Creating Your Retirement PaycheckYou've spent years working and saving for retirement. Now it's time to plan how you will generate and manage your income. There are a number of factors to consider as you update your financial strategy for retirement.
What to withdraw and where to withdraw it from – and when?Your retirement "paycheck" has to be large enough to help meet expenses yet small enough so you won't run out of money prematurely. Seems simple – but your withdrawal strategy must take into account some highly complex variables. For example:
Taking distributions from your retirement savings strategicallyYou may have savings invested in a number of different accounts: some that are taxable, tax-deferred (Traditional IRAs, 401(k)s), or potentially tax-free (Roth IRAs). Each type of account has its own withdrawal and tax rules. Additionally, you will want to find the right withdrawal rate to make your savings last.
After taking any required minimum distributions, consider using Social Security funds first, then withdrawing from taxable investment accounts. Withdraw from your retirement accounts, such as IRAs and other tax-deferred accounts, last. If you have a pension, you will need to determine if you want to receive it as monthly benefits, a lump-sum distribution, or a combination of both.
How to withdrawOnce you've determined which accounts to withdraw from and when, you will need to determine how you will use your retirement savings to create your retirement paycheck.
Here are four simplified examples of some popular approaches for paying yourself in retirement:
Fixed Payments: Fixed payments are a fixed dollar amount on a regular schedule. With fixed payments, the same amount is drawn from principal as well as interest and dividends, on a regular schedule that you choose. The dollar amount remains constant unless you make cost-of-living adjustments.
Percentage of Asset Value: This is a percentage of your assets paid regularly. With this option, a percentage of your portfolio assets are paid on a regular schedule. The percentage is selected to help ensure that the payout is sustainable for your lifetime. Dollar amount varies as your asset value changes due to market conditions.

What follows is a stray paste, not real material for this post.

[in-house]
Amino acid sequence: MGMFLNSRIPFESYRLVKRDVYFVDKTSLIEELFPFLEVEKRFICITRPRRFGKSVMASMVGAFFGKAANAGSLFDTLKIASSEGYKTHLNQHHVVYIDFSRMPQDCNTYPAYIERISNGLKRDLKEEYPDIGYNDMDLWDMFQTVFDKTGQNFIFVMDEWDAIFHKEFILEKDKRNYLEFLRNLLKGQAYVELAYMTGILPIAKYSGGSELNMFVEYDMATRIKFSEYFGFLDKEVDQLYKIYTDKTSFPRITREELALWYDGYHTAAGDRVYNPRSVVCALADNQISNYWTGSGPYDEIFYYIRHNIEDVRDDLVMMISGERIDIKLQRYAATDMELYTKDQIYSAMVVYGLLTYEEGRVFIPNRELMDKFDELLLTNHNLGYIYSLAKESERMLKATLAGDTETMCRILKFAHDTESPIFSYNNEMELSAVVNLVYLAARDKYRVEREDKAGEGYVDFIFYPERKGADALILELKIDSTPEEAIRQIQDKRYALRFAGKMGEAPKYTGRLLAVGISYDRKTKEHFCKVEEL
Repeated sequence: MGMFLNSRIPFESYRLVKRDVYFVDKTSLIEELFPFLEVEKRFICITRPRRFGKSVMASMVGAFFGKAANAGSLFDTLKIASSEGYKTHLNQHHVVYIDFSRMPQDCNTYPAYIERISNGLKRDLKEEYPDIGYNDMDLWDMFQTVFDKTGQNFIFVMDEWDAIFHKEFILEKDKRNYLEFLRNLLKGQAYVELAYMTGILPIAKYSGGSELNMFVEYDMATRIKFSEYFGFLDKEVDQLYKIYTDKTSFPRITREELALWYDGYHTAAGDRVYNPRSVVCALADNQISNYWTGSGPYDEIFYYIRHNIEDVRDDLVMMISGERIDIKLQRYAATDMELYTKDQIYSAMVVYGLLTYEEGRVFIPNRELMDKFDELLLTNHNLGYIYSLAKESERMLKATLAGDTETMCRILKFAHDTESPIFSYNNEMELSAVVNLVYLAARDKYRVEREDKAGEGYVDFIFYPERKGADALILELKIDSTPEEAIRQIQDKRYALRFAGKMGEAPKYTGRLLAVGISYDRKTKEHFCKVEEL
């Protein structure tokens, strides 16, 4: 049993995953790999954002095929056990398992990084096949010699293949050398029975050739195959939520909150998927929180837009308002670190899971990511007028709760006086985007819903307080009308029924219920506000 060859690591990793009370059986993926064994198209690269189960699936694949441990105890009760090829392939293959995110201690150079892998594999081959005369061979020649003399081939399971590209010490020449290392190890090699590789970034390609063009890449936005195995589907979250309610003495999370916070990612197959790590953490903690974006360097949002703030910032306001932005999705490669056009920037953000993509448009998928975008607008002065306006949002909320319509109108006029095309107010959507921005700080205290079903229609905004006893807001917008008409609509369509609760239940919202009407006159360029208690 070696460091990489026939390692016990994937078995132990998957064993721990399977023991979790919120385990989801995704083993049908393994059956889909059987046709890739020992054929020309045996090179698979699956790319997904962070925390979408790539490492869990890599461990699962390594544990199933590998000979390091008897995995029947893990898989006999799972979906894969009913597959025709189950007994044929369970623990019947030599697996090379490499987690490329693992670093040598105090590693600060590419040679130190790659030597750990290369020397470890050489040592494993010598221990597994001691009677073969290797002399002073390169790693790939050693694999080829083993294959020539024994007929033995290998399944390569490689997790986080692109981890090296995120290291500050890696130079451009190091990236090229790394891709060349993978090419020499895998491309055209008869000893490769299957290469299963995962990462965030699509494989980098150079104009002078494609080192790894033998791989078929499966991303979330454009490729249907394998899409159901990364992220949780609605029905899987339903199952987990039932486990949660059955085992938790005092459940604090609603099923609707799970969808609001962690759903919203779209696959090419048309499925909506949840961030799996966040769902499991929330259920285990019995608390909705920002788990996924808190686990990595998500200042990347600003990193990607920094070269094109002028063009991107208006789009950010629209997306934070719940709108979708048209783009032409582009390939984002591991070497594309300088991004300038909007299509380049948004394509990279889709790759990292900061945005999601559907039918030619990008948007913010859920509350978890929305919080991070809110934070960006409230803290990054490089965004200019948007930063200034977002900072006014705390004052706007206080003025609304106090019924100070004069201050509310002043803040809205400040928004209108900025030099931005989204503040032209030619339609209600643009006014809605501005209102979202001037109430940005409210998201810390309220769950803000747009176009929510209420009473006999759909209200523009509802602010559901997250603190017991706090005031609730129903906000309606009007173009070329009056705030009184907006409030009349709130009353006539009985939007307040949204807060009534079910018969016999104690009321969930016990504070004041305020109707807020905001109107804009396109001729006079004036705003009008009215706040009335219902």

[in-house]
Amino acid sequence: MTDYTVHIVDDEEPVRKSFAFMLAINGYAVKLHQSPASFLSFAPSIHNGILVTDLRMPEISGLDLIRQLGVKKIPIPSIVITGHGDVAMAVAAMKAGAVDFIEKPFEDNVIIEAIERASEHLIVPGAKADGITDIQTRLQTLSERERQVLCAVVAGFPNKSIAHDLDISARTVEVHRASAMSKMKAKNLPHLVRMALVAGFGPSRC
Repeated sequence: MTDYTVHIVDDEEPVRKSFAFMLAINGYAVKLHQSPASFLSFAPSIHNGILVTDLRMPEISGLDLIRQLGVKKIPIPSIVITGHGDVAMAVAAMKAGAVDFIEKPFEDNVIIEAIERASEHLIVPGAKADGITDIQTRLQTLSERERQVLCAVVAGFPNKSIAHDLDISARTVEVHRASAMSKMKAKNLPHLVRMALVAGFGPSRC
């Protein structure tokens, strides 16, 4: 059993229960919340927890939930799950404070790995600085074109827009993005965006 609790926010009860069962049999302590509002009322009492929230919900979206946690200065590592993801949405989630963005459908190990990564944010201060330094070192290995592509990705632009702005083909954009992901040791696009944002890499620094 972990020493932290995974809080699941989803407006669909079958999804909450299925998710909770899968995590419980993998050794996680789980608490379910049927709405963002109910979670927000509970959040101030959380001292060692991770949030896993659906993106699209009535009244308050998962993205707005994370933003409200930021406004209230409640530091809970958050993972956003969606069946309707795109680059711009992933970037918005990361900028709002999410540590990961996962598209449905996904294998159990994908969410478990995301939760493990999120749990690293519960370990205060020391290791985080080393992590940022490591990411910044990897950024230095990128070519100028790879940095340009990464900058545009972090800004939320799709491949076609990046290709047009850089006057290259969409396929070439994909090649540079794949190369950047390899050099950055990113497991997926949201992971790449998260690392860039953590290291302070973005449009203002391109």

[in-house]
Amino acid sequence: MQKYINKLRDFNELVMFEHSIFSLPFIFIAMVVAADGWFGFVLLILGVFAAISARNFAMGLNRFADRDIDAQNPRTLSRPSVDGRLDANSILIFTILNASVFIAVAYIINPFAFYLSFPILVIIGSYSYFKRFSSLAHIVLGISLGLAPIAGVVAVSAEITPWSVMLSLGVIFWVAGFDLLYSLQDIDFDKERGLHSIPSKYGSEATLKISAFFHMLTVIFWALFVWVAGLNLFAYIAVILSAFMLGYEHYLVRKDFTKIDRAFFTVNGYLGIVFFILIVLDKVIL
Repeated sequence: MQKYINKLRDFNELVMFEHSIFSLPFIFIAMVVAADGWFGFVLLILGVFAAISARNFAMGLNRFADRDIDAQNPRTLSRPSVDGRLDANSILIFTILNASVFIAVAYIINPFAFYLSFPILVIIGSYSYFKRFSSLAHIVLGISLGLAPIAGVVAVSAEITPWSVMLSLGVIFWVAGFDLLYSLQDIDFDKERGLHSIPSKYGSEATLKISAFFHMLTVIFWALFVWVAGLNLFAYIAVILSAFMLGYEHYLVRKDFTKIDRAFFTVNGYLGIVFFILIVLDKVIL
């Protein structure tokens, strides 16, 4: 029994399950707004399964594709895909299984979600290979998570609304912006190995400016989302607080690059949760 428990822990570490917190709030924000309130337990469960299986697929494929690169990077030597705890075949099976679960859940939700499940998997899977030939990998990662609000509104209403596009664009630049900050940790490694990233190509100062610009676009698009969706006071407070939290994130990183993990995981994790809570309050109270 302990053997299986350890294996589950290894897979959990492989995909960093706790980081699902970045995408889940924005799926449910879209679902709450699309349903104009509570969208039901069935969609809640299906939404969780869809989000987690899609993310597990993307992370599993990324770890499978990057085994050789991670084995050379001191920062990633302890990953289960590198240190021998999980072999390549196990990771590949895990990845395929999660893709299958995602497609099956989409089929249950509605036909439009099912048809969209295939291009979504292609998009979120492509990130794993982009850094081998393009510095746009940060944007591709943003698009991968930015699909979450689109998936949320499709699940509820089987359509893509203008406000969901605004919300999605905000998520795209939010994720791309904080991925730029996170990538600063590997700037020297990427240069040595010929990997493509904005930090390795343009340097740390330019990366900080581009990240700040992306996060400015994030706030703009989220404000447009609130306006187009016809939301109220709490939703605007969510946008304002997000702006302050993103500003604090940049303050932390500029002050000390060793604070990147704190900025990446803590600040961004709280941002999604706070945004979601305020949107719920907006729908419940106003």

Earnings Only: You can choose to take interest and dividends only – no reduction of principal. Payments are comprised of interest and dividends earned during the subsequent period by stocks and bonds, leaving your principal untouched.
Systematic Withdrawals and Rebalancing: You can withdraw regular payments from an actively managed account. Payments are withdrawn regularly and the portfolio is periodically rebalanced to maintain desired asset allocation.
Depending on your needs and retirement income sources, you may want to explore more complex strategies. These may include such concepts as "collared withdrawals," "buckets," and "pools." Also, if you have multiple accounts at a number of financial institutions, it may make sense to consolidate your savings into one account to make it easier to manage them.
Your goal is to cover your monthly expenses, minimize your income taxes, and keep as much money as possible working tax-deferred for your future. A Wells Fargo Advantage Funds® Investment Specialist can help you decide how to prioritize the order in which you take withdrawals from these accounts, tell you about distributions rules, and recommend distribution amounts. They can also help you stay informed, and make any necessary adjustments if your circumstances change. To determine the appropriate tax strategy for your situation, we suggest that you consult with your tax advisor.
To talk to a Wells Fargo Advantage Funds Investment Specialist, call